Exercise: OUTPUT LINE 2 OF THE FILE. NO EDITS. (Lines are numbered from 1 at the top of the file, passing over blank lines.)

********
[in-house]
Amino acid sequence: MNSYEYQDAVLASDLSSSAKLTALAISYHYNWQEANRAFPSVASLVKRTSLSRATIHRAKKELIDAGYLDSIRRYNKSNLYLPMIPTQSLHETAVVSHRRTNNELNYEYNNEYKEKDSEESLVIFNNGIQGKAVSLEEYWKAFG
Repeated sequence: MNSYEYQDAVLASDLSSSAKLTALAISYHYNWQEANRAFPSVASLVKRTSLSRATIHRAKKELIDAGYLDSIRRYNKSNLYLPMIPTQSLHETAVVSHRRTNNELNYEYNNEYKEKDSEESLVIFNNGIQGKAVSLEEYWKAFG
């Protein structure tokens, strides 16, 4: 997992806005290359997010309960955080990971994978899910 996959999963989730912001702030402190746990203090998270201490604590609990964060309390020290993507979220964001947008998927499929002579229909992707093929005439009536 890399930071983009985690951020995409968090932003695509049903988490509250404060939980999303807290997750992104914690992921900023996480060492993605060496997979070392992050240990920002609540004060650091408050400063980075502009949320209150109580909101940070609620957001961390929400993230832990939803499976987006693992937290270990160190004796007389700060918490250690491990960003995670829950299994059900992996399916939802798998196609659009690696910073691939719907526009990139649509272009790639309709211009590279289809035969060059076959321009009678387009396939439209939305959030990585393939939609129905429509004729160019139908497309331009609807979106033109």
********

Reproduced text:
Amino acid sequence: MNSYEYQDAVLASDLSSSAKLTALAISYHYNWQEANRAFPSVASLVKRTSLSRATIHRAKKELIDAGYLDSIRRYNKSNLYLPMIPTQSLHETAVVSHRRTNNELNYEYNNEYKEKDSEESLVIFNNGIQGKAVSLEEYWKAFG